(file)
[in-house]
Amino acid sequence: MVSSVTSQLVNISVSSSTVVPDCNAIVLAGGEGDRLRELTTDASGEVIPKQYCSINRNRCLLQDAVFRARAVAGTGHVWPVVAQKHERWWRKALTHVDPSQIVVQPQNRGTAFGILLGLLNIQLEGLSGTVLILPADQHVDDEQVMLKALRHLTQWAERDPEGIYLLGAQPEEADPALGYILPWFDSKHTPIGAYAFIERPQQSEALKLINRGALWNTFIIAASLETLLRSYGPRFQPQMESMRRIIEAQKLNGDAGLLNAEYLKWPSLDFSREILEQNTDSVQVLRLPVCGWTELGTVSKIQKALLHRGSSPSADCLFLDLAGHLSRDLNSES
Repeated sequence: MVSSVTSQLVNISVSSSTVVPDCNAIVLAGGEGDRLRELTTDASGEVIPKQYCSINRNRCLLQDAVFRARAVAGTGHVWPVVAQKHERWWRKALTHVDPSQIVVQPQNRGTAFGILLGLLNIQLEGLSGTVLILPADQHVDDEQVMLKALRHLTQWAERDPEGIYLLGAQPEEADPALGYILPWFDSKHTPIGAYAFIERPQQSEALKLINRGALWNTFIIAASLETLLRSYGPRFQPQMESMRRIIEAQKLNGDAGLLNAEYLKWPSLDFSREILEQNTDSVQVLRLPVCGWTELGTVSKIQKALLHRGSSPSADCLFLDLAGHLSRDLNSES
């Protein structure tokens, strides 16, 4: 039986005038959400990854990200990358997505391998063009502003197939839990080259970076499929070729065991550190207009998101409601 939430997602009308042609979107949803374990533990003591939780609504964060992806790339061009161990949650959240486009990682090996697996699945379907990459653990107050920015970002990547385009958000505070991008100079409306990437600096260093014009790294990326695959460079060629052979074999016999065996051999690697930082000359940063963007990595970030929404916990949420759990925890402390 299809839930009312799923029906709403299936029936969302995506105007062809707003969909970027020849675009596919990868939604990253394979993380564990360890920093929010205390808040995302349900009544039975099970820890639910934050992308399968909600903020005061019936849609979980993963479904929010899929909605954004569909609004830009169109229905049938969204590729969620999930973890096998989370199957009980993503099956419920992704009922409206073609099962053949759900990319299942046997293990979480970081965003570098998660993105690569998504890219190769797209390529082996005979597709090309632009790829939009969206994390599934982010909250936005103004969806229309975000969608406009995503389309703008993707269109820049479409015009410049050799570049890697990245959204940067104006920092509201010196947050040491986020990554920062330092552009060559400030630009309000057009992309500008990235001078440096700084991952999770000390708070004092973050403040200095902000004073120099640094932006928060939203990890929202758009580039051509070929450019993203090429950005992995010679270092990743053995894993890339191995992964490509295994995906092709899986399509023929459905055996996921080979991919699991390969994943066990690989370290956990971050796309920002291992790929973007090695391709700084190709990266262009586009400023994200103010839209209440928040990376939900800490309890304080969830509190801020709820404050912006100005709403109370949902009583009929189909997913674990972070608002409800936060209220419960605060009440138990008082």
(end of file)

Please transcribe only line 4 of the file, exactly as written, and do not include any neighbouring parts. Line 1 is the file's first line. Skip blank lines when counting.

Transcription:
């Protein structure tokens, strides 16, 4: 039986005038959400990854990200990358997505391998063009502003197939839990080259970076499929070729065991550190207009998101409601 939430997602009308042609979107949803374990533990003591939780609504964060992806790339061009161990949650959240486009990682090996697996699945379907990459653990107050920015970002990547385009958000505070991008100079409306990437600096260093014009790294990326695959460079060629052979074999016999065996051999690697930082000359940063963007990595970030929404916990949420759990925890402390 299809839930009312799923029906709403299936029936969302995506105007062809707003969909970027020849675009596919990868939604990253394979993380564990360890920093929010205390808040995302349900009544039975099970820890639910934050992308399968909600903020005061019936849609979980993963479904929010899929909605954004569909609004830009169109229905049938969204590729969620999930973890096998989370199957009980993503099956419920992704009922409206073609099962053949759900990319299942046997293990979480970081965003570098998660993105690569998504890219190769797209390529082996005979597709090309632009790829939009969206994390599934982010909250936005103004969806229309975000969608406009995503389309703008993707269109820049479409015009410049050799570049890697990245959204940067104006920092509201010196947050040491986020990554920062330092552009060559400030630009309000057009992309500008990235001078440096700084991952999770000390708070004092973050403040200095902000004073120099640094932006928060939203990890929202758009580039051509070929450019993203090429950005992995010679270092990743053995894993890339191995992964490509295994995906092709899986399509023929459905055996996921080979991919699991390969994943066990690989370290956990971050796309920002291992790929973007090695391709700084190709990266262009586009400023994200103010839209209440928040990376939900800490309890304080969830509190801020709820404050912006100005709403109370949902009583009929189909997913674990972070608002409800936060209220419960605060009440138990008082």